“All must recognize that it reveals to us something more than beautiful song, mere joy and sorrow, such as music has always expressed in a hundred ways; it leads us into regions which – to our best recollection – we had never before explored.”

—Robert Schumann on Franz Schubert’s Ninth Symphony

In 1826, while Franz Schubert composed songs, piano sonatas and string quartets, he also worked on what became his last symphony. Schubert received no commission from an orchestra or patron to write this large work, which suggests no external impetus for its composition.

Schubert’s admiration for Ludwig von Beethoven’s symphonies is well documented, however, and Schubert’s earlier symphonies demonstrate his eagerness to contribute to the genre. A letter Schubert wrote in 1824 discusses his plan to “to pave my way towards a grand symphony” through the composition of chamber works.

In October 1826, Schubert sent a partially completed score of the symphony to Vienna’s Gesellschaft der Musikfreunde (Society for Friends of Music). In his accompanying letter to the Society, Schubert wrote, “Convinced of the Austrian Musical Society’s noble intention to support an artistic endeavor as far as possible, I venture, as a native artist, to dedicate to them this, my Symphony, and to commend it most politely to their protection.” The Society paid Schubert for receipt of the manuscript but, atypically, did not guarantee a public performance. One month after Schubert’s death, the Gesellschaft played a memorial concert in Schubert’s honor, choosing his other C major symphony, nicknamed “The Little,” as its centerpiece. Why not perform Schubert’s last symphony at his memorial? Possibly “The Great” was too challenging for the Gesellschaft orchestra to mount on short notice, or perhaps its forward-looking innovations were not to the Society’s taste.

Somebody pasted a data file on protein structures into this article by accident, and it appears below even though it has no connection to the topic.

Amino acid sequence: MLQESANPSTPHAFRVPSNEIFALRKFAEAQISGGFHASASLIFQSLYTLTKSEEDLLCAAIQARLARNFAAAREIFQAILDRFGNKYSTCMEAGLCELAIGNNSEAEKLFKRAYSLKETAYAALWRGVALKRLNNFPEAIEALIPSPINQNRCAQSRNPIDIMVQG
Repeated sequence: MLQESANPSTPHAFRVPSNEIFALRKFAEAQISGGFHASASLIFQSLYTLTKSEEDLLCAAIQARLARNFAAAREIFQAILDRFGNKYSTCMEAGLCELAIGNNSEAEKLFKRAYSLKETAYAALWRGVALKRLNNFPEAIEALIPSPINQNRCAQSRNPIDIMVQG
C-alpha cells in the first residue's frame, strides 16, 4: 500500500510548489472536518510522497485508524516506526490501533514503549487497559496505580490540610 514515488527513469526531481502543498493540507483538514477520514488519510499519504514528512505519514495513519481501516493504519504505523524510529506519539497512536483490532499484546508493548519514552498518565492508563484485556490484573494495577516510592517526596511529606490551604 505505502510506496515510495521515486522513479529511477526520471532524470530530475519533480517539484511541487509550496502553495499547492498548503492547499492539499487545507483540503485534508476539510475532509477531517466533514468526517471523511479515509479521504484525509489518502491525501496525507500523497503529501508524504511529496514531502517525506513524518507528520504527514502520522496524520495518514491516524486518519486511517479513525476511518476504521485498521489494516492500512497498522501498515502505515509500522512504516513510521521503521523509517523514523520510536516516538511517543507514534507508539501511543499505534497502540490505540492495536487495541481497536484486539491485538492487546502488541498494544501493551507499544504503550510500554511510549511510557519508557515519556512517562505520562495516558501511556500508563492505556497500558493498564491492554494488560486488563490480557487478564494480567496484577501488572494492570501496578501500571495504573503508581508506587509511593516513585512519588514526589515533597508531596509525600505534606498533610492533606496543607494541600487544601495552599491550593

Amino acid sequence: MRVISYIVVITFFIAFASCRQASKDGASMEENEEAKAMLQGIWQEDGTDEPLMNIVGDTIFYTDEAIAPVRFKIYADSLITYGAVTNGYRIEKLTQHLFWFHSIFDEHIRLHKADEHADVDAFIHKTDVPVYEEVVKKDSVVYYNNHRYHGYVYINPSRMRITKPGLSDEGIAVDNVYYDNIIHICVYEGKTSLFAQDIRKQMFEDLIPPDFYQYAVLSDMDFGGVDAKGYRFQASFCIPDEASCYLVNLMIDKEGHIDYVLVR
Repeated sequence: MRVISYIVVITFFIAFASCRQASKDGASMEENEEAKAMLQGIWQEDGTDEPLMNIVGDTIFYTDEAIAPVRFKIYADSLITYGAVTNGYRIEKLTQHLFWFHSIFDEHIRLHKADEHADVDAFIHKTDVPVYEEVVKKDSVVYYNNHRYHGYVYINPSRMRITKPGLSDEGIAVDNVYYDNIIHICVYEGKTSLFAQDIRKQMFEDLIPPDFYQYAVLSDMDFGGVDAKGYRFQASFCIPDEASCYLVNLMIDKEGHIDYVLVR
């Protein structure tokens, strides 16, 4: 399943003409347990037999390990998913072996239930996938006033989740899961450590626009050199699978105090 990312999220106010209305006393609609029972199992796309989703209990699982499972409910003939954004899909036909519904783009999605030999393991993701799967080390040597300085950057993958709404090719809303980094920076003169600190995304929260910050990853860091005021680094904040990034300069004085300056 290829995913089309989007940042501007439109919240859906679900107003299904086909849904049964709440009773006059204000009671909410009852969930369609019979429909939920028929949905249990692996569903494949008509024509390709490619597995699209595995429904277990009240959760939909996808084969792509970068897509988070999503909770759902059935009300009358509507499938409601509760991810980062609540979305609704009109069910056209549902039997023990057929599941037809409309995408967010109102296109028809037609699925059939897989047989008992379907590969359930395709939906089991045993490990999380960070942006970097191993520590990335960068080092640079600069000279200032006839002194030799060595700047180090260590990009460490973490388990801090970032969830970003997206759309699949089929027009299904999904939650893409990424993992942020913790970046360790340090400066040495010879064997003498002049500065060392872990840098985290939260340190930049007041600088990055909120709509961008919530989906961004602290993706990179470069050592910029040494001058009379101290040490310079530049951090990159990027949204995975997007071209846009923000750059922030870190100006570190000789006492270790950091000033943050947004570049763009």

Individual movements of “The Great” were performed in Vienna in the 1830s, but it might have languished in obscurity far longer had Robert Schumann not discovered the unpublished manuscript among Schubert’s papers. Felix Mendelssohn subsequently conducted “The Great” in Leipzig in 1839, but he could not convince other ensembles to program it.

One famous story details Mendelssohn’s efforts with a London orchestra. During a rehearsal of the finale, the musicians burst into derisive laughter at an “endless” series of triplets and refused to continue; “The Great” was not performed. Today, Schubert’s final symphony is frequently programmed around the globe; along with the “Unfinished,” it is Schubert’s most popular symphony.

The horns begin with a simple statement that recurs throughout the Allegro and alternates with countermelodies for strings, oboes, and bassoons. This abundance of melodies might overwhelm some composers, but Schubert handles all of his material with dexterity. In the Andante, Schubert recalls the folk-Gypsy oboe/ bassoon melody of the first movement with a plaintive tune for solo oboe. As in the Allegro, Schubert offers one lovely melody after another, albeit in a more pensive, wistful mood. The Scherzo takes its cue directly from Beethoven: its seven minutes are fueled by a constant driving pulse, now insistent, now more relaxed, but always propelling the music forward. The ten- minute Finale contains more energy than the three previous movements combined. After Schubert’s failure to complete the B minor Symphony (“The Unfinished”), he doubted his ability to compose another, much less a symphony of this scope. We can hear Schubert’s triumphant celebration throughout this movement, overflowing with a cascade of beguiling melodies.


© Elizabeth Schwartz